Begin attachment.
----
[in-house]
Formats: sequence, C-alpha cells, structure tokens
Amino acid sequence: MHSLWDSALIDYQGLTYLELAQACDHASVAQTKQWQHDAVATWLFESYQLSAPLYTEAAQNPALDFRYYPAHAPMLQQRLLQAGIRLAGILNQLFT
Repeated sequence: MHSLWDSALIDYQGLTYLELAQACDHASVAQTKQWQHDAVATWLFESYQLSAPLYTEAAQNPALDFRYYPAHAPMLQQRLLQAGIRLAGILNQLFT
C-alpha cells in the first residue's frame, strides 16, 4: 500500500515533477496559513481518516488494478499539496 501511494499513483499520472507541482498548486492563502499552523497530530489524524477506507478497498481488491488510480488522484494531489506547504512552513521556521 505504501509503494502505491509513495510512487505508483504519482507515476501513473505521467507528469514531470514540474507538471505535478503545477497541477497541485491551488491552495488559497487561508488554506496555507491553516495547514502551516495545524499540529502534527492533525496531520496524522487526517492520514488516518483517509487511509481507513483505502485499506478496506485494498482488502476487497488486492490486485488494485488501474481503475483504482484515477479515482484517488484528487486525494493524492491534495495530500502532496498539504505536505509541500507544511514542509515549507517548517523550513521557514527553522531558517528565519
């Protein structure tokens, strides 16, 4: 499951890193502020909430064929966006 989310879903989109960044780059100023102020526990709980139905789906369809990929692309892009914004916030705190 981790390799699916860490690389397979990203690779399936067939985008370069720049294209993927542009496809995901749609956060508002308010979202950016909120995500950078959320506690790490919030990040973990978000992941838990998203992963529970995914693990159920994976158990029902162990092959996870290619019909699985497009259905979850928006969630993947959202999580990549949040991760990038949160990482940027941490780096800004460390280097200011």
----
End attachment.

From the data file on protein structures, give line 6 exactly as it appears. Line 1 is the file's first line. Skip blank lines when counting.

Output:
């Protein structure tokens, strides 16, 4: 499951890193502020909430064929966006 989310879903989109960044780059100023102020526990709980139905789906369809990929692309892009914004916030705190 981790390799699916860490690389397979990203690779399936067939985008370069720049294209993927542009496809995901749609956060508002308010979202950016909120995500950078959320506690790490919030990040973990978000992941838990998203992963529970995914693990159920994976158990029902162990092959996870290619019909699985497009259905979850928006969630993947959202999580990549949040991760990038949160990482940027941490780096800004460390280097200011």